Want to breed your own insects? Check out our YouTube Channel for video tutorials.

How to Keep Hornworms after getting them in the Mail

Posted by Critter Depot on

Table of Contents

What are Hornworms?

The tobacco hornworm (Manduca sexta) (Lepidoptera: Sphingidae) is an economically important insect pest of many solanaceous (nightshade) crops, such as tobacco, tomato, peppers, and potato. As a contrast to its destructive nature as a caterpillar, adult moths are beneficial pollinators. This insect can be distinguished by its posterior red horn and abdominal markings that look like cigarettes. Like Bombyx mori and Drosophila melanogaster, the tobacco hornworm is also used as a model insect in many scientific studies.

Life Expectancy

This species is holometabolous, meaning that they go through a complete metamorphosis—egg, larva, pupa, and adult. The average lifespan of a hornworm about 40 days. On average, the insect remains a caterpillar for about 20 days, and it lives for about 10 days as an adult. The hornworm has five instars, or growth stages.

The duration for each stage is as follows:

  • 2–3 days for the first stage
  • 2–3 days in the second stage
  • 2–3 days in the third stage
  • 3–4 days in the fourth stage
  • 6–8 days in the fifth stage.

After the fifth instar, the larvae will begin to pupate, which takes about 7 days.

How to Keep Hornworms

After you receive your hornworms in the mail, you'll need to keep them alive until you feed them to your bearded dragon or leopard gecko.  Storage of your hornworms is best carried out in large plastic containers lined with cardboard in rooms where temperature, relative humidity, and photoperiod can be controlled.


For optimal growth, it is best to store hornworms at temperatures of 78°F (26°C), with a relative humidity of at about 80%, and a photoperiod of 16 hours light to 8 hours dark. Research suggests that lower temperatures will inhibit physiological functions, thus delaying molting and preventing pupation. Therefore, temperatures of 68°F (20°C) can be safe for the insect and can possibly delay growth by a week.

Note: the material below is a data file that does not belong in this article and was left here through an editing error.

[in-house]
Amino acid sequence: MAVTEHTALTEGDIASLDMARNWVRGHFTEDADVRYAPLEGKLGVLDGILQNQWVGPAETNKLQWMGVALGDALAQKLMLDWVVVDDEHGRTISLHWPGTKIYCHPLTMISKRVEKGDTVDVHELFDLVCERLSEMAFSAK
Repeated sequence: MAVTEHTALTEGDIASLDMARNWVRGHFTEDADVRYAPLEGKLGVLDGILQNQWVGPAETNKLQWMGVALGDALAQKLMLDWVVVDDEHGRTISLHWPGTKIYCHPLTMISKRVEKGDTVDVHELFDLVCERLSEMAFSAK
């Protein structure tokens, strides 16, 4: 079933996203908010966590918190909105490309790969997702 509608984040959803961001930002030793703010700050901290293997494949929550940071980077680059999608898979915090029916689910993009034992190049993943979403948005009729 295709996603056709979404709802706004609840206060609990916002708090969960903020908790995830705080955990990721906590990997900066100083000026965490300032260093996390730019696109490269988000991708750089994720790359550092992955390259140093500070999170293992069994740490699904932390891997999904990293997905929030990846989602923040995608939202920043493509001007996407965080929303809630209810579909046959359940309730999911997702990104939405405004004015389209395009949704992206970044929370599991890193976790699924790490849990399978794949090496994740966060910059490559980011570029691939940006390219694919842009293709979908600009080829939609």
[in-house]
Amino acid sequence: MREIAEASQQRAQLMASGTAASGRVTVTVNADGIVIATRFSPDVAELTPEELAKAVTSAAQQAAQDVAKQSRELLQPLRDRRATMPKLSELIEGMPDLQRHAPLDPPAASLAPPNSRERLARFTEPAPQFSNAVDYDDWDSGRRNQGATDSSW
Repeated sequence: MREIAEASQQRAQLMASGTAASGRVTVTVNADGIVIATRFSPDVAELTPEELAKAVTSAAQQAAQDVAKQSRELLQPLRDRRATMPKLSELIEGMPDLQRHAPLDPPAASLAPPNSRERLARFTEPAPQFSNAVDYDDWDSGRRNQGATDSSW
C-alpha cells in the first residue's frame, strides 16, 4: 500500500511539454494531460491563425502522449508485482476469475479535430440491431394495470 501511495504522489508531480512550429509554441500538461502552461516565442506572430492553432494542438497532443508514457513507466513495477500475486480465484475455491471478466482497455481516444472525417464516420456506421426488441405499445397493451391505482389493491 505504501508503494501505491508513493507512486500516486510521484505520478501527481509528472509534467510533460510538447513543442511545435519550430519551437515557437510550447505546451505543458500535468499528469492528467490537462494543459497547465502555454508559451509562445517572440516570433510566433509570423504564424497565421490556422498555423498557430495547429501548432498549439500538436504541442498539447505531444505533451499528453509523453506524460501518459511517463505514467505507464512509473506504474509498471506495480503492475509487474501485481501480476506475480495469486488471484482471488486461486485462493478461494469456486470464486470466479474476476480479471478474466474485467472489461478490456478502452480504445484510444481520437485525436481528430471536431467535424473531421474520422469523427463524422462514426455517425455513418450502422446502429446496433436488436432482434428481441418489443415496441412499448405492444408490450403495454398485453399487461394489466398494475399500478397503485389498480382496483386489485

Remember that insects are cold-blooded animals, meaning that they rely on the environment to control their body temperature. If storage temperatures fall below 68°F (20°C), physiological processes are slowed and will lead to hornworms that are too weak to survive and increase their susceptibility to various diseases. On the other hand, temperatures that are too great (>95°F [35°C]), can directly affect the health of hornworms, causing heat stress and death.

Hornworm Poop

Caterpillars are voracious eaters, and they will also excrete a comparable amount of waste (frass). It is recommended that the container is cleaned after every molt (day estimates listed above); however, in the later instars (fourth and fifth), the container might need two cleanings. If you have a garden, be sure to save that frass, as it can be used as a biofertilizer—research suggests that the trace amounts of chitin present may induce disease resistance in plants.

You may also want to consider putting in a few sticks or twigs in your container to help with molting. When molting, some caterpillars climb to high places and hang upside-down to go into the next instar.


As you rear your hornworms, you will find that they constantly eat—only stopping to molt. Although in nature, the tobacco hornworm’s choice food is nightshade leaf material (e.g. tomato leaves), caterpillars that have fed on any nightshade-related leaves should not be fed to reptiles. Those hornworms will be poisonous because they will have accumulated toxic compounds.